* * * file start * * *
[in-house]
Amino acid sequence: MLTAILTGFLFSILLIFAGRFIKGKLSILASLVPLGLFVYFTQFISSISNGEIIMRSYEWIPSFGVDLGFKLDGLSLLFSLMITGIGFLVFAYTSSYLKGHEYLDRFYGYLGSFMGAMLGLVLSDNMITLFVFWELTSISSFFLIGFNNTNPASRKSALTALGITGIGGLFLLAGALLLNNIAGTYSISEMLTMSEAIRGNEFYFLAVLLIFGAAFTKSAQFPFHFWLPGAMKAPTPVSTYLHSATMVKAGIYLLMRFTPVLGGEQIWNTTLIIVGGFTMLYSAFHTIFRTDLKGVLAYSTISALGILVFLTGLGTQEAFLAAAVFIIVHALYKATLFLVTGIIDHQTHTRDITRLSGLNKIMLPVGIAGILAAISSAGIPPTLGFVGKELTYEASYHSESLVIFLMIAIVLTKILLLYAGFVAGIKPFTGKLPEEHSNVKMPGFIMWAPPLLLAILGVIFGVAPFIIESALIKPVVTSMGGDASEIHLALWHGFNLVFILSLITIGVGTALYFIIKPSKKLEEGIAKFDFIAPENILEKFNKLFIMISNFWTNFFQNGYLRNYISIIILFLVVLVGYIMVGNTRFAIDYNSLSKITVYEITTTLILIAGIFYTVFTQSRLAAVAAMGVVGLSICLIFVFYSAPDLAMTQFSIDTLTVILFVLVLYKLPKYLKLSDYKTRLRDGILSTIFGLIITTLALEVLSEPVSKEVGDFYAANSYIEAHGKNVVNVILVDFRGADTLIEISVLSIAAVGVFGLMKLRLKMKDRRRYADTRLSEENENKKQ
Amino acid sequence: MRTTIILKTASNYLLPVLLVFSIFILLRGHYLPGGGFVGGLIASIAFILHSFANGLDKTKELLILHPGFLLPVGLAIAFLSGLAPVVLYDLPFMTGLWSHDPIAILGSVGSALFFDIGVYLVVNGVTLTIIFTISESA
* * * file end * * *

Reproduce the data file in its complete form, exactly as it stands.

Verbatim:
[in-house]
Amino acid sequence: MLTAILTGFLFSILLIFAGRFIKGKLSILASLVPLGLFVYFTQFISSISNGEIIMRSYEWIPSFGVDLGFKLDGLSLLFSLMITGIGFLVFAYTSSYLKGHEYLDRFYGYLGSFMGAMLGLVLSDNMITLFVFWELTSISSFFLIGFNNTNPASRKSALTALGITGIGGLFLLAGALLLNNIAGTYSISEMLTMSEAIRGNEFYFLAVLLIFGAAFTKSAQFPFHFWLPGAMKAPTPVSTYLHSATMVKAGIYLLMRFTPVLGGEQIWNTTLIIVGGFTMLYSAFHTIFRTDLKGVLAYSTISALGILVFLTGLGTQEAFLAAAVFIIVHALYKATLFLVTGIIDHQTHTRDITRLSGLNKIMLPVGIAGILAAISSAGIPPTLGFVGKELTYEASYHSESLVIFLMIAIVLTKILLLYAGFVAGIKPFTGKLPEEHSNVKMPGFIMWAPPLLLAILGVIFGVAPFIIESALIKPVVTSMGGDASEIHLALWHGFNLVFILSLITIGVGTALYFIIKPSKKLEEGIAKFDFIAPENILEKFNKLFIMISNFWTNFFQNGYLRNYISIIILFLVVLVGYIMVGNTRFAIDYNSLSKITVYEITTTLILIAGIFYTVFTQSRLAAVAAMGVVGLSICLIFVFYSAPDLAMTQFSIDTLTVILFVLVLYKLPKYLKLSDYKTRLRDGILSTIFGLIITTLALEVLSEPVSKEVGDFYAANSYIEAHGKNVVNVILVDFRGADTLIEISVLSIAAVGVFGLMKLRLKMKDRRRYADTRLSEENENKKQ
Amino acid sequence: MRTTIILKTASNYLLPVLLVFSIFILLRGHYLPGGGFVGGLIASIAFILHSFANGLDKTKELLILHPGFLLPVGLAIAFLSGLAPVVLYDLPFMTGLWSHDPIAILGSVGSALFFDIGVYLVVNGVTLTIIFTISESA